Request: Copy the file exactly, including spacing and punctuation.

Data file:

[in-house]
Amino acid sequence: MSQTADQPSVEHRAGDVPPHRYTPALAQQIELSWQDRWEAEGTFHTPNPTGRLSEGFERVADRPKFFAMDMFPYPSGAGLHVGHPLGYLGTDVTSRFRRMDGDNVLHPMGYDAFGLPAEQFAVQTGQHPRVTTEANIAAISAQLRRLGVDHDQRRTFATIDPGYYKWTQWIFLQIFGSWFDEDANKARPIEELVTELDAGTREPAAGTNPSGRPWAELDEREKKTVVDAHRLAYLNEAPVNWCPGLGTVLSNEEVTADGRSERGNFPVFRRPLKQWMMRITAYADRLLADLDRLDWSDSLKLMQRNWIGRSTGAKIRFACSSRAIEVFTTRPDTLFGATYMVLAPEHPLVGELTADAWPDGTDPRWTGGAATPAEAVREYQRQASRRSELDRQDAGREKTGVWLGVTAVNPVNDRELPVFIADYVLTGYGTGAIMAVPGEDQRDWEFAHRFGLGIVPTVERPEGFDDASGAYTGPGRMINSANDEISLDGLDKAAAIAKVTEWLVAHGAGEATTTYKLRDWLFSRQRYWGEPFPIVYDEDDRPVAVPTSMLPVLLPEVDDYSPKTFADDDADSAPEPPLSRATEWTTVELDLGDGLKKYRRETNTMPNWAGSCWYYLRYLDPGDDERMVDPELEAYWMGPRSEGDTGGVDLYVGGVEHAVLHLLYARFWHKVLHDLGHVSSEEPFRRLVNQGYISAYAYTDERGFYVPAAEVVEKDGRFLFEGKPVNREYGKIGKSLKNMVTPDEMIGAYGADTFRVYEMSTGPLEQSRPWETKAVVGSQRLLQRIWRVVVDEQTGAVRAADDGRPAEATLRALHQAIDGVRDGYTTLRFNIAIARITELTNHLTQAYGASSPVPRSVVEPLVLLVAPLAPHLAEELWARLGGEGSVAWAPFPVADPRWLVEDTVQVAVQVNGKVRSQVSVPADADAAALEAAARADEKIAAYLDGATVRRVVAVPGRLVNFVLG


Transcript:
[in-house]
Amino acid sequence: MSQTADQPSVEHRAGDVPPHRYTPALAQQIELSWQDRWEAEGTFHTPNPTGRLSEGFERVADRPKFFAMDMFPYPSGAGLHVGHPLGYLGTDVTSRFRRMDGDNVLHPMGYDAFGLPAEQFAVQTGQHPRVTTEANIAAISAQLRRLGVDHDQRRTFATIDPGYYKWTQWIFLQIFGSWFDEDANKARPIEELVTELDAGTREPAAGTNPSGRPWAELDEREKKTVVDAHRLAYLNEAPVNWCPGLGTVLSNEEVTADGRSERGNFPVFRRPLKQWMMRITAYADRLLADLDRLDWSDSLKLMQRNWIGRSTGAKIRFACSSRAIEVFTTRPDTLFGATYMVLAPEHPLVGELTADAWPDGTDPRWTGGAATPAEAVREYQRQASRRSELDRQDAGREKTGVWLGVTAVNPVNDRELPVFIADYVLTGYGTGAIMAVPGEDQRDWEFAHRFGLGIVPTVERPEGFDDASGAYTGPGRMINSANDEISLDGLDKAAAIAKVTEWLVAHGAGEATTTYKLRDWLFSRQRYWGEPFPIVYDEDDRPVAVPTSMLPVLLPEVDDYSPKTFADDDADSAPEPPLSRATEWTTVELDLGDGLKKYRRETNTMPNWAGSCWYYLRYLDPGDDERMVDPELEAYWMGPRSEGDTGGVDLYVGGVEHAVLHLLYARFWHKVLHDLGHVSSEEPFRRLVNQGYISAYAYTDERGFYVPAAEVVEKDGRFLFEGKPVNREYGKIGKSLKNMVTPDEMIGAYGADTFRVYEMSTGPLEQSRPWETKAVVGSQRLLQRIWRVVVDEQTGAVRAADDGRPAEATLRALHQAIDGVRDGYTTLRFNIAIARITELTNHLTQAYGASSPVPRSVVEPLVLLVAPLAPHLAEELWARLGGEGSVAWAPFPVADPRWLVEDTVQVAVQVNGKVRSQVSVPADADAAALEAAARADEKIAAYLDGATVRRVVAVPGRLVNFVLG